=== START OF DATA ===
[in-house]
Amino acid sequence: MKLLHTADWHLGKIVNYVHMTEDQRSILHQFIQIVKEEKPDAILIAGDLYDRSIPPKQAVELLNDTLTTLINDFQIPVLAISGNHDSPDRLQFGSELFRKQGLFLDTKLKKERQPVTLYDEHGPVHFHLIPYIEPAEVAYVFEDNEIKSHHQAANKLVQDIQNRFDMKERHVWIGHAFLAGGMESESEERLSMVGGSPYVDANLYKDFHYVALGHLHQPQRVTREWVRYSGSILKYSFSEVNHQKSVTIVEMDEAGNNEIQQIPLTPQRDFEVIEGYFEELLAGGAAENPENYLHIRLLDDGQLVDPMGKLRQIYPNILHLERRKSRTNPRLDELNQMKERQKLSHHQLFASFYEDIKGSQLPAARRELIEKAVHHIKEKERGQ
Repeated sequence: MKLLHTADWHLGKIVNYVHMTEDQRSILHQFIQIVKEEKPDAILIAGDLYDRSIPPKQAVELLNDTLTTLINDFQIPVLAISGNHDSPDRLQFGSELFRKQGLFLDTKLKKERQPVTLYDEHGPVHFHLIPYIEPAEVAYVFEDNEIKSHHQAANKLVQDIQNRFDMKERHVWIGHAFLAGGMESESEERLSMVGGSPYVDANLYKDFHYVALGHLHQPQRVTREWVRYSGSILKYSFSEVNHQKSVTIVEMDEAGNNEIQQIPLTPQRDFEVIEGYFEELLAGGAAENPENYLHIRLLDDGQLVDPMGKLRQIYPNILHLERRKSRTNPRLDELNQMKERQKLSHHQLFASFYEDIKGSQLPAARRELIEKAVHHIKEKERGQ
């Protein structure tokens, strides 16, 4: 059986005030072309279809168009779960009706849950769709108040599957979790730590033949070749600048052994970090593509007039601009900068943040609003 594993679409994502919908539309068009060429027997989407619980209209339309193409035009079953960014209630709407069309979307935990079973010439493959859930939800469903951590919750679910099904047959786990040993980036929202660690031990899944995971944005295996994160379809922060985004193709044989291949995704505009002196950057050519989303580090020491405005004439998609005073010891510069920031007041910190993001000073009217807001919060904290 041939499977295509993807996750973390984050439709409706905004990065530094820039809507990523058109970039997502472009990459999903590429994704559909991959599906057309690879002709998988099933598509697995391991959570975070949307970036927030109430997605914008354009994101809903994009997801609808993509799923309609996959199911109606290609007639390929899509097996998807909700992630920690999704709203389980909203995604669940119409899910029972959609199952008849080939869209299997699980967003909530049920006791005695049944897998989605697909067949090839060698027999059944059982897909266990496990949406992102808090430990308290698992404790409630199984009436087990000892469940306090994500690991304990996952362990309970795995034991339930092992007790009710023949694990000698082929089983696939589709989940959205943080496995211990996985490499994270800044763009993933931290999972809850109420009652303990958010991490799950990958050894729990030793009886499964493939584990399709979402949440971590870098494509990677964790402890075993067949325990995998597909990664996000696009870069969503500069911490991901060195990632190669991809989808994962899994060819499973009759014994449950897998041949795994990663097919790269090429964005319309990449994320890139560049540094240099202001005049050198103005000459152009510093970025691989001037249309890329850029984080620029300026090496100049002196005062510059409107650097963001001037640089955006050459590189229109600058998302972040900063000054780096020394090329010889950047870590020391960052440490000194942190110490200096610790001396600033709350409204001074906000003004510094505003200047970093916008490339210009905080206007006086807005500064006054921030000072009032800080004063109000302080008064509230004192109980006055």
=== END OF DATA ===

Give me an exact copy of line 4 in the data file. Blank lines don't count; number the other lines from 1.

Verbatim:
């Protein structure tokens, strides 16, 4: 059986005030072309279809168009779960009706849950769709108040599957979790730590033949070749600048052994970090593509007039601009900068943040609003 594993679409994502919908539309068009060429027997989407619980209209339309193409035009079953960014209630709407069309979307935990079973010439493959859930939800469903951590919750679910099904047959786990040993980036929202660690031990899944995971944005295996994160379809922060985004193709044989291949995704505009002196950057050519989303580090020491405005004439998609005073010891510069920031007041910190993001000073009217807001919060904290 041939499977295509993807996750973390984050439709409706905004990065530094820039809507990523058109970039997502472009990459999903590429994704559909991959599906057309690879002709998988099933598509697995391991959570975070949307970036927030109430997605914008354009994101809903994009997801609808993509799923309609996959199911109606290609007639390929899509097996998807909700992630920690999704709203389980909203995604669940119409899910029972959609199952008849080939869209299997699980967003909530049920006791005695049944897998989605697909067949090839060698027999059944059982897909266990496990949406992102808090430990308290698992404790409630199984009436087990000892469940306090994500690991304990996952362990309970795995034991339930092992007790009710023949694990000698082929089983696939589709989940959205943080496995211990996985490499994270800044763009993933931290999972809850109420009652303990958010991490799950990958050894729990030793009886499964493939584990399709979402949440971590870098494509990677964790402890075993067949325990995998597909990664996000696009870069969503500069911490991901060195990632190669991809989808994962899994060819499973009759014994449950897998041949795994990663097919790269090429964005319309990449994320890139560049540094240099202001005049050198103005000459152009510093970025691989001037249309890329850029984080620029300026090496100049002196005062510059409107650097963001001037640089955006050459590189229109600058998302972040900063000054780096020394090329010889950047870590020391960052440490000194942190110490200096610790001396600033709350409204001074906000003004510094505003200047970093916008490339210009905080206007006086807005500064006054921030000072009032800080004063109000302080008064509230004192109980006055």